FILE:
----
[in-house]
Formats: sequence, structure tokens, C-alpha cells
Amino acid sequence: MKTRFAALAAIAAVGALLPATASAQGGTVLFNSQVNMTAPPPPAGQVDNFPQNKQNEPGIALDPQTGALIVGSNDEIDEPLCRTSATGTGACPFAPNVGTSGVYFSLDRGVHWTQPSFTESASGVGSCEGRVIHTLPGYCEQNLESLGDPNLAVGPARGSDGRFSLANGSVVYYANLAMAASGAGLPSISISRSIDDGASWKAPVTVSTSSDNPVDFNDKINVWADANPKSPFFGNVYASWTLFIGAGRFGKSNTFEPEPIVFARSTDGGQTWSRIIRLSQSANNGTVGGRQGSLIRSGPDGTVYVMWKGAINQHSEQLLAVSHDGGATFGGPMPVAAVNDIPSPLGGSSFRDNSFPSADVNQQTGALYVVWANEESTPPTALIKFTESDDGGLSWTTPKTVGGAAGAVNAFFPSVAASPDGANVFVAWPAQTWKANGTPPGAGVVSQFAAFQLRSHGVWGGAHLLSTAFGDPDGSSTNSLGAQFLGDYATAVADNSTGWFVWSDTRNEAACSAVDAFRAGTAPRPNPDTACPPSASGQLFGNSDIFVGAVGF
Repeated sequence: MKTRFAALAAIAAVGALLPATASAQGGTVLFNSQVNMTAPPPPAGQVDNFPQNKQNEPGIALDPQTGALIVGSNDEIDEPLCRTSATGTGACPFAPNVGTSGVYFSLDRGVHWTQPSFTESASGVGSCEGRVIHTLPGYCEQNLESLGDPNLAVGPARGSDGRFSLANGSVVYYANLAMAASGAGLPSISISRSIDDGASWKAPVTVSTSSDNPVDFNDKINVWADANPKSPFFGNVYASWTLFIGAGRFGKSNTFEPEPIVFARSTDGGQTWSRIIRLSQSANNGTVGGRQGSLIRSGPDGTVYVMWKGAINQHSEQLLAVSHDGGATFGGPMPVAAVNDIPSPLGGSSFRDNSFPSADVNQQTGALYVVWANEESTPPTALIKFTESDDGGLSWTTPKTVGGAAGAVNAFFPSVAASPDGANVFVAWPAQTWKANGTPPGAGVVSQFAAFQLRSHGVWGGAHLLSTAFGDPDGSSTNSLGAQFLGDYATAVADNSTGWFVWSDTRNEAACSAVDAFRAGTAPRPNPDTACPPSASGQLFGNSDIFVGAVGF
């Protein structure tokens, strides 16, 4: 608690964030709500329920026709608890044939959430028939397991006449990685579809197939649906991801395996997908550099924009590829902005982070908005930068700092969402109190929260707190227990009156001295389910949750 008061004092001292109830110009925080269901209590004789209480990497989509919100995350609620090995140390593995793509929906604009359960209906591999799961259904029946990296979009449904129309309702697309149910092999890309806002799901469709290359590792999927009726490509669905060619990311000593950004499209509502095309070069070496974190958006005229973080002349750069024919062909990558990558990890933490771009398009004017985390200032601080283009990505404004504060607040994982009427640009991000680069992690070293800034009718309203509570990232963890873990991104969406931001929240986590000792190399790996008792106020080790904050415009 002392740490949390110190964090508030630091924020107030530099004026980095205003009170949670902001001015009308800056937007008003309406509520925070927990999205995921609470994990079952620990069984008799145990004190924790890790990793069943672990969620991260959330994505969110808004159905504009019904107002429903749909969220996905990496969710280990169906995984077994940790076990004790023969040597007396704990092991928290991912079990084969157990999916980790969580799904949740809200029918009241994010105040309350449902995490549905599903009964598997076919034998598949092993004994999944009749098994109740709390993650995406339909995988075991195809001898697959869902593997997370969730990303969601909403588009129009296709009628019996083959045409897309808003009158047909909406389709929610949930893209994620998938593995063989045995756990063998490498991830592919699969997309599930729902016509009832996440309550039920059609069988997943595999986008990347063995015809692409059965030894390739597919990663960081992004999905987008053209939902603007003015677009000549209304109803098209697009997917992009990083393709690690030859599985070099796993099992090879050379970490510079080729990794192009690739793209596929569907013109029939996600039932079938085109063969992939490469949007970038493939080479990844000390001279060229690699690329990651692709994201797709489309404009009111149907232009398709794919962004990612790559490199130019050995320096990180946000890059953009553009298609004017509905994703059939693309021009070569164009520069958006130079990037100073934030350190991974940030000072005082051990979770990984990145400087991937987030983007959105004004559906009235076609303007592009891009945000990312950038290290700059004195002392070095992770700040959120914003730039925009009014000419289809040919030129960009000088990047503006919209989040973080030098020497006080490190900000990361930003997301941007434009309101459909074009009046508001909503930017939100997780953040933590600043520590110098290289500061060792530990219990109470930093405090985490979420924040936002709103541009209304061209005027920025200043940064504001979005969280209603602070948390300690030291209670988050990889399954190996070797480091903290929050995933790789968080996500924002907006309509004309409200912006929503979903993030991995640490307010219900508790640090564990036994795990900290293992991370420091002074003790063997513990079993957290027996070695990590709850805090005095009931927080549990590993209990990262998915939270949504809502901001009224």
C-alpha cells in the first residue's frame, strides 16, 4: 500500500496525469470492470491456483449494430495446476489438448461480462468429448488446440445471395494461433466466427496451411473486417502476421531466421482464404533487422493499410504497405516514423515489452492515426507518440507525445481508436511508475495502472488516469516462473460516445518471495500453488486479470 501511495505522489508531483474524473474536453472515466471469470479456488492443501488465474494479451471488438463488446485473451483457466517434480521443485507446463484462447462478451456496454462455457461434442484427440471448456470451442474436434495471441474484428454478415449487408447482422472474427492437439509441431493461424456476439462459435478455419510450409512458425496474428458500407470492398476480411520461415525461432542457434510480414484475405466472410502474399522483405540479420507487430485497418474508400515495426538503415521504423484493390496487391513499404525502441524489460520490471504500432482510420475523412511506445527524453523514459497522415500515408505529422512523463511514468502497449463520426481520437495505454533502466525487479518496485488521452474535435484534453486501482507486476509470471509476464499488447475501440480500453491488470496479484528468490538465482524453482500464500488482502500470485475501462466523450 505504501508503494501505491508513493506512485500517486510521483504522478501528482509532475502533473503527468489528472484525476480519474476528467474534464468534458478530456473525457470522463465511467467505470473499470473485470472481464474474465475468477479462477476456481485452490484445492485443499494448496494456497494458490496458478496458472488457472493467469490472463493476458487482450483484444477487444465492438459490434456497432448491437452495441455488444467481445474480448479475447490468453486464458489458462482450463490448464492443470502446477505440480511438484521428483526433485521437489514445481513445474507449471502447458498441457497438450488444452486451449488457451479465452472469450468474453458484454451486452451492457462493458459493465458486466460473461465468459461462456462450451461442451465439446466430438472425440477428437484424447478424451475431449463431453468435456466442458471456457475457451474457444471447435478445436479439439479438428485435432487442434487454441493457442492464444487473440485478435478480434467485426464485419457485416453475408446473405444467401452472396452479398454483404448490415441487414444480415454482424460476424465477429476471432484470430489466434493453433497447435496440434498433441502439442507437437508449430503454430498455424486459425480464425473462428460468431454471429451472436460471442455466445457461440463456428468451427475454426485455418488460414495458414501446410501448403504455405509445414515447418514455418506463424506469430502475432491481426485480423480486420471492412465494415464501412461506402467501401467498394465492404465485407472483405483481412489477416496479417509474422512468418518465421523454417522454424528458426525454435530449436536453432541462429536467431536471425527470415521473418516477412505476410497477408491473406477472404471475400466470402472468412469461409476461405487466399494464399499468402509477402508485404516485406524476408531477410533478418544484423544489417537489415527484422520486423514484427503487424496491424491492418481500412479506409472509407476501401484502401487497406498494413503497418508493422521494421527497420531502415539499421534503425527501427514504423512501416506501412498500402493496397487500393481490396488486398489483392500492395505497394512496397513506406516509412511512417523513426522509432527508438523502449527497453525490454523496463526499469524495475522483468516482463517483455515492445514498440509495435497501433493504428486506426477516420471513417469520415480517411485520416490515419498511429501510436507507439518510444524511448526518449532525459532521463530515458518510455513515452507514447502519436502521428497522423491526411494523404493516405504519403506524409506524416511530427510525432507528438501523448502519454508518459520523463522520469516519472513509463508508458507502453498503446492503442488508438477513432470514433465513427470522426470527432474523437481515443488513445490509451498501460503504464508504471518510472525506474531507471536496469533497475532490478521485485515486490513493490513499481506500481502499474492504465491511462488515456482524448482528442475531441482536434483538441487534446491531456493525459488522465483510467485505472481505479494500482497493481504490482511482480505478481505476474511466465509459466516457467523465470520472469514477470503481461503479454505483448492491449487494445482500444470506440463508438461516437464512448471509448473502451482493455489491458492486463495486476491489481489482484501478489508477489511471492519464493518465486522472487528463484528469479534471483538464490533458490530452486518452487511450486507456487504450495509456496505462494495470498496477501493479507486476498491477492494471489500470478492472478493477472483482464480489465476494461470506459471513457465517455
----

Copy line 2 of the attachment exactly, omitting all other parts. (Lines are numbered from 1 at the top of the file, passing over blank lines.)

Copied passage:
Formats: sequence, structure tokens, C-alpha cells